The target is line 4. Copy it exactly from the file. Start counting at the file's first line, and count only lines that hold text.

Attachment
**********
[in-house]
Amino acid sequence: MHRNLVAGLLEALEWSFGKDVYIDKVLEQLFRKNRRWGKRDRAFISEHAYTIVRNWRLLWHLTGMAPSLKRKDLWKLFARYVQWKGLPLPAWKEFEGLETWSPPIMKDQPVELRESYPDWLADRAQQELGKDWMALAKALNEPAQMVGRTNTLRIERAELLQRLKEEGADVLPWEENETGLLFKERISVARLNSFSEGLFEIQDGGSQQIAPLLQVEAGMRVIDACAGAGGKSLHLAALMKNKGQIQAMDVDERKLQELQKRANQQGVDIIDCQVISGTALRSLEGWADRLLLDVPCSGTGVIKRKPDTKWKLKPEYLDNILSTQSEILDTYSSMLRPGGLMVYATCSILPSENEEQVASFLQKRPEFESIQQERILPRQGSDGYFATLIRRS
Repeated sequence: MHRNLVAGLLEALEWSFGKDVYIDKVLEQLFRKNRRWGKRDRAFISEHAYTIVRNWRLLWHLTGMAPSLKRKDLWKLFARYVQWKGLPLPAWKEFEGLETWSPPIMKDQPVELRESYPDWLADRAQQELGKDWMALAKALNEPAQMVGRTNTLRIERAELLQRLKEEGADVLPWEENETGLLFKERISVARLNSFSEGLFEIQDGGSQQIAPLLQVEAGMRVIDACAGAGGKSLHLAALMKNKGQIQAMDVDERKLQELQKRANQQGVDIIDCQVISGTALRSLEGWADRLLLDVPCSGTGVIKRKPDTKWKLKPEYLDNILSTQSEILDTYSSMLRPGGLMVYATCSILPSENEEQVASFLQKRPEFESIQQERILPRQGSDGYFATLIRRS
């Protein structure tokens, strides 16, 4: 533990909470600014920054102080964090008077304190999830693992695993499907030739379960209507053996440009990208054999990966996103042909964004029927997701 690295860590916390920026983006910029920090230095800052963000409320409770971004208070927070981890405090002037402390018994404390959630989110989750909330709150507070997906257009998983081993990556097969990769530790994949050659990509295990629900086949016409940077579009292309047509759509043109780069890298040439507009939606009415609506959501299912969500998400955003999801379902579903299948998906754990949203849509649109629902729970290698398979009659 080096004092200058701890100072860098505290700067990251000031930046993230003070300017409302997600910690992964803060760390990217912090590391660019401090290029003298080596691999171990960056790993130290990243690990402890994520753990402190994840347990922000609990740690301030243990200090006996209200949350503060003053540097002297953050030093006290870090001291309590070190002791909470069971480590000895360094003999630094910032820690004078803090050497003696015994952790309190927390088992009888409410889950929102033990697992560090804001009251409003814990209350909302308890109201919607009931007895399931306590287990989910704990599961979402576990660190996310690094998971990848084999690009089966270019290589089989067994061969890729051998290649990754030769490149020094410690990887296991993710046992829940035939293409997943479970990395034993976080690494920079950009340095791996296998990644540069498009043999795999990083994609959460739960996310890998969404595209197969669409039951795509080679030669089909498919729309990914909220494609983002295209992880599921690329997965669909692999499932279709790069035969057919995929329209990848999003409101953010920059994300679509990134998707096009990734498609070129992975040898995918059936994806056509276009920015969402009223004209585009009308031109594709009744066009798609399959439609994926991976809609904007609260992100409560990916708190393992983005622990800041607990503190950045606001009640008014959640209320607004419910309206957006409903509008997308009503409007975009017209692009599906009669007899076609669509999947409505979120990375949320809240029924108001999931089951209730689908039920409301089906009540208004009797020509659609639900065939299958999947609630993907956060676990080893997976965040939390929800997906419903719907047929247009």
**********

């Protein structure tokens, strides 16, 4: 533990909470600014920054102080964090008077304190999830693992695993499907030739379960209507053996440009990208054999990966996103042909964004029927997701 690295860590916390920026983006910029920090230095800052963000409320409770971004208070927070981890405090002037402390018994404390959630989110989750909330709150507070997906257009998983081993990556097969990769530790994949050659990509295990629900086949016409940077579009292309047509759509043109780069890298040439507009939606009415609506959501299912969500998400955003999801379902579903299948998906754990949203849509649109629902729970290698398979009659 080096004092200058701890100072860098505290700067990251000031930046993230003070300017409302997600910690992964803060760390990217912090590391660019401090290029003298080596691999171990960056790993130290990243690990402890994520753990402190994840347990922000609990740690301030243990200090006996209200949350503060003053540097002297953050030093006290870090001291309590070190002791909470069971480590000895360094003999630094910032820690004078803090050497003696015994952790309190927390088992009888409410889950929102033990697992560090804001009251409003814990209350909302308890109201919607009931007895399931306590287990989910704990599961979402576990660190996310690094998971990848084999690009089966270019290589089989067994061969890729051998290649990754030769490149020094410690990887296991993710046992829940035939293409997943479970990395034993976080690494920079950009340095791996296998990644540069498009043999795999990083994609959460739960996310890998969404595209197969669409039951795509080679030669089909498919729309990914909220494609983002295209992880599921690329997965669909692999499932279709790069035969057919995929329209990848999003409101953010920059994300679509990134998707096009990734498609070129992975040898995918059936994806056509276009920015969402009223004209585009009308031109594709009744066009798609399959439609994926991976809609904007609260992100409560990916708190393992983005622990800041607990503190950045606001009640008014959640209320607004419910309206957006409903509008997308009503409007975009017209692009599906009669007899076609669509999947409505979120990375949320809240029924108001999931089951209730689908039920409301089906009540208004009797020509659609639900065939299958999947609630993907956060676990080893997976965040939390929800997906419903719907047929247009």